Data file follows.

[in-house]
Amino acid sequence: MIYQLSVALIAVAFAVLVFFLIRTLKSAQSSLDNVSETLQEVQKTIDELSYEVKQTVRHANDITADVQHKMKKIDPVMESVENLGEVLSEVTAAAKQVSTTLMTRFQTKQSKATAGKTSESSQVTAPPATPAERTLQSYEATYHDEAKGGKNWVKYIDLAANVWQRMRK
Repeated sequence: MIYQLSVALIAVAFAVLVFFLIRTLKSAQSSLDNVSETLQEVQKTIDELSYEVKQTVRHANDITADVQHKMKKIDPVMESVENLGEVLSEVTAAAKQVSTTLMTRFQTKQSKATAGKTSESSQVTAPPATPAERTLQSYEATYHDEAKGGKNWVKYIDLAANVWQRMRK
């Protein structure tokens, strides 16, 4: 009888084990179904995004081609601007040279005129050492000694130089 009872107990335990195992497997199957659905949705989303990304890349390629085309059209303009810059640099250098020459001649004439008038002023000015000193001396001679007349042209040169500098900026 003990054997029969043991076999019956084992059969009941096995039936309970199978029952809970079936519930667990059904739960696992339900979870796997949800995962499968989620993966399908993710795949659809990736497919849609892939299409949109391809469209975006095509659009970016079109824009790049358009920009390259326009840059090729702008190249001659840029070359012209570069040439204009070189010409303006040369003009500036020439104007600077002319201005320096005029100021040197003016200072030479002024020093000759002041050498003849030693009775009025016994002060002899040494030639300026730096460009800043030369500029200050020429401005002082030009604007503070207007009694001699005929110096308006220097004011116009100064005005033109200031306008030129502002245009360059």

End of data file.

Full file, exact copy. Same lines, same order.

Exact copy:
[in-house]
Amino acid sequence: MIYQLSVALIAVAFAVLVFFLIRTLKSAQSSLDNVSETLQEVQKTIDELSYEVKQTVRHANDITADVQHKMKKIDPVMESVENLGEVLSEVTAAAKQVSTTLMTRFQTKQSKATAGKTSESSQVTAPPATPAERTLQSYEATYHDEAKGGKNWVKYIDLAANVWQRMRK
Repeated sequence: MIYQLSVALIAVAFAVLVFFLIRTLKSAQSSLDNVSETLQEVQKTIDELSYEVKQTVRHANDITADVQHKMKKIDPVMESVENLGEVLSEVTAAAKQVSTTLMTRFQTKQSKATAGKTSESSQVTAPPATPAERTLQSYEATYHDEAKGGKNWVKYIDLAANVWQRMRK
């Protein structure tokens, strides 16, 4: 009888084990179904995004081609601007040279005129050492000694130089 009872107990335990195992497997199957659905949705989303990304890349390629085309059209303009810059640099250098020459001649004439008038002023000015000193001396001679007349042209040169500098900026 003990054997029969043991076999019956084992059969009941096995039936309970199978029952809970079936519930667990059904739960696992339900979870796997949800995962499968989620993966399908993710795949659809990736497919849609892939299409949109391809469209975006095509659009970016079109824009790049358009920009390259326009840059090729702008190249001659840029070359012209570069040439204009070189010409303006040369003009500036020439104007600077002319201005320096005029100021040197003016200072030479002024020093000759002041050498003849030693009775009025016994002060002899040494030639300026730096460009800043030369500029200050020429401005002082030009604007503070207007009694001699005929110096308006220097004011116009100064005005033109200031306008030129502002245009360059």